#jsDisabledContent { display:none; } My Account | Register | Help

# Ursell number

Article Id: WHEBN0019114012
Reproduction Date:

 Title: Ursell number Author: World Heritage Encyclopedia Language: English Subject: Collection: Publisher: World Heritage Encyclopedia Publication Date:

### Ursell number

Wave characteristics.

In fluid dynamics, the Ursell number indicates the nonlinearity of long surface gravity waves on a fluid layer. This dimensionless parameter is named after Fritz Ursell, who discussed its significance in 1953.[1]

The Ursell number is derived from the Stokes wave expansion, a perturbation series for nonlinear periodic waves, in the long-wave limit of shallow water — when the wavelength is much larger than the water depth. Then the Ursell number U is defined as:

U\, =\, \frac{H}{h} \left(\frac{\lambda}{h}\right)^2\, =\, \frac{H\, \lambda^2}{h^3},

which is, apart from a constant 3 / (32 π2), the ratio of the amplitudes of the second-order to the first-order term in the free surface elevation.[2] The used parameters are:

• H : the wave height, i.e. the difference between the elevations of the wave crest and trough,
• h : the mean water depth, and
• λ : the wavelength, which has to be large compared to the depth, λh.

So the Ursell parameter U is the relative wave height H / h times the relative wavelength λ / h squared.

For long waves (λh) with small Ursell number, U ≪ 32 π2 / 3 ≈ 100,[3] linear wave theory is applicable. Otherwise (and most often) a non-linear theory for fairly long waves (λ > 7 h)[4] — like the [5]

## Notes

1. ^ Ursell, F (1953). "The long-wave paradox in the theory of gravity waves". Proceedings of the Cambridge Philosophical Society 49 (4): 685–694.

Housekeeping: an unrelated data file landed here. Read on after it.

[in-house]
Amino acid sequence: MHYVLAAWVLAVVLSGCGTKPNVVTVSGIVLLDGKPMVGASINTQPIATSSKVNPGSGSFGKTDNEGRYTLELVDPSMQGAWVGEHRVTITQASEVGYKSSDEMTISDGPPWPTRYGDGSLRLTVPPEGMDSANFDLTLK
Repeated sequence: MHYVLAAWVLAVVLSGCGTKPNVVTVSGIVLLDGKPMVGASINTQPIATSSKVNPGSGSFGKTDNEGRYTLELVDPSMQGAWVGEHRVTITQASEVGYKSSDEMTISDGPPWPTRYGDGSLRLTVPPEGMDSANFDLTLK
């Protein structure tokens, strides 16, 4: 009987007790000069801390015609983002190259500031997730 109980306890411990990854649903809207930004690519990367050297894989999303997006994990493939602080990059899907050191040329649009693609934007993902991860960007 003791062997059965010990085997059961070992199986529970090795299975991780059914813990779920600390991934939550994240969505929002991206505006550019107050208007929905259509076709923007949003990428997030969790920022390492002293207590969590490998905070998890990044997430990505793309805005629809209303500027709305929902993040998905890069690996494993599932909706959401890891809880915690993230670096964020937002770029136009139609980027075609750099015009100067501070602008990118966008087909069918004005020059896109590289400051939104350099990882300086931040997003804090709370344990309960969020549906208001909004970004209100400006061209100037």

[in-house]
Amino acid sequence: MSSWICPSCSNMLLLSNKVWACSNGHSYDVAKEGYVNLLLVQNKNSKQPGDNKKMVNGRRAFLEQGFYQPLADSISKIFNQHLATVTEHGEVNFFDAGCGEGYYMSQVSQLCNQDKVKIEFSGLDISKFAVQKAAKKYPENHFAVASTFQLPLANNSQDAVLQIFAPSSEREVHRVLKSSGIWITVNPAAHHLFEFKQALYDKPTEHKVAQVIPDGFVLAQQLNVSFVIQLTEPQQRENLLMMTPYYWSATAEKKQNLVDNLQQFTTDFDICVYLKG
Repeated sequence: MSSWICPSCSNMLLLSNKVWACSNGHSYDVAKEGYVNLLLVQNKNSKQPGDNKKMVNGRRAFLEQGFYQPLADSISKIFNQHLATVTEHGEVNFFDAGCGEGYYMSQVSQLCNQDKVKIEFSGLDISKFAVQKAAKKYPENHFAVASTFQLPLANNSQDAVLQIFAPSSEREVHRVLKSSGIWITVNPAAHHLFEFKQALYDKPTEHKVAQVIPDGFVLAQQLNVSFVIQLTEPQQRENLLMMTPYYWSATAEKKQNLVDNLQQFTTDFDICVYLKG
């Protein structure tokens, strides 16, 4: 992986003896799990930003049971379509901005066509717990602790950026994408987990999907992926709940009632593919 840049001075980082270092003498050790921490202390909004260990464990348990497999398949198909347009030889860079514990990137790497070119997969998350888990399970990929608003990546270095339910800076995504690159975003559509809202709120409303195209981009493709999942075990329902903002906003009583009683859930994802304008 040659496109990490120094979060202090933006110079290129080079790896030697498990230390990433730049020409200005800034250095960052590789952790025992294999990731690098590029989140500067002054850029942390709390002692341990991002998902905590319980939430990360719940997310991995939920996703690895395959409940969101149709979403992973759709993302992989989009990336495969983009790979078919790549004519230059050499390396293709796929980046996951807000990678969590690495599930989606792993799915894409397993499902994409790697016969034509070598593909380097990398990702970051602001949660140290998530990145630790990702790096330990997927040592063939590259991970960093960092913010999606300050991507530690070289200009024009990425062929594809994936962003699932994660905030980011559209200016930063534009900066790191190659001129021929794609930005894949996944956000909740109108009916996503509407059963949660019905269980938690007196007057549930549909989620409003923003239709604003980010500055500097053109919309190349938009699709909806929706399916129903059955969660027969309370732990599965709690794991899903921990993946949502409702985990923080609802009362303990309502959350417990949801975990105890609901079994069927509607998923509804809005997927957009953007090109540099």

2. ^ Dingemans (1997), Part 1, §2.8.1, pp. 182–184.
3. ^ This factor is due to the neglected constant in the amplitude ratio of the second-order to first-order terms in the Stokes' wave expansion. See Dingemans (1997), p. 179 & 182.
4. ^ Dingemans (1997), Part 2, pp. 473 & 516.
5. ^ Stokes, G. G. (1847). "On the theory of oscillatory waves". Transactions of the Cambridge Philosophical Society 8: 441–455.
Reprinted in: Stokes, G. G. (1880). Mathematical and Physical Papers, Volume I. Cambridge University Press. pp. 197–229.

## References

This article was sourced from Creative Commons Attribution-ShareAlike License; additional terms may apply. World Heritage Encyclopedia content is assembled from numerous content providers, Open Access Publishing, and in compliance with The Fair Access to Science and Technology Research Act (FASTR), Wikimedia Foundation, Inc., Public Library of Science, The Encyclopedia of Life, Open Book Publishers (OBP), PubMed, U.S. National Library of Medicine, National Center for Biotechnology Information, U.S. National Library of Medicine, National Institutes of Health (NIH), U.S. Department of Health & Human Services, and USA.gov, which sources content from all federal, state, local, tribal, and territorial government publication portals (.gov, .mil, .edu). Funding for USA.gov and content contributors is made possible from the U.S. Congress, E-Government Act of 2002.

Crowd sourced content that is contributed to World Heritage Encyclopedia is peer reviewed and edited by our editorial staff to ensure quality scholarly research articles.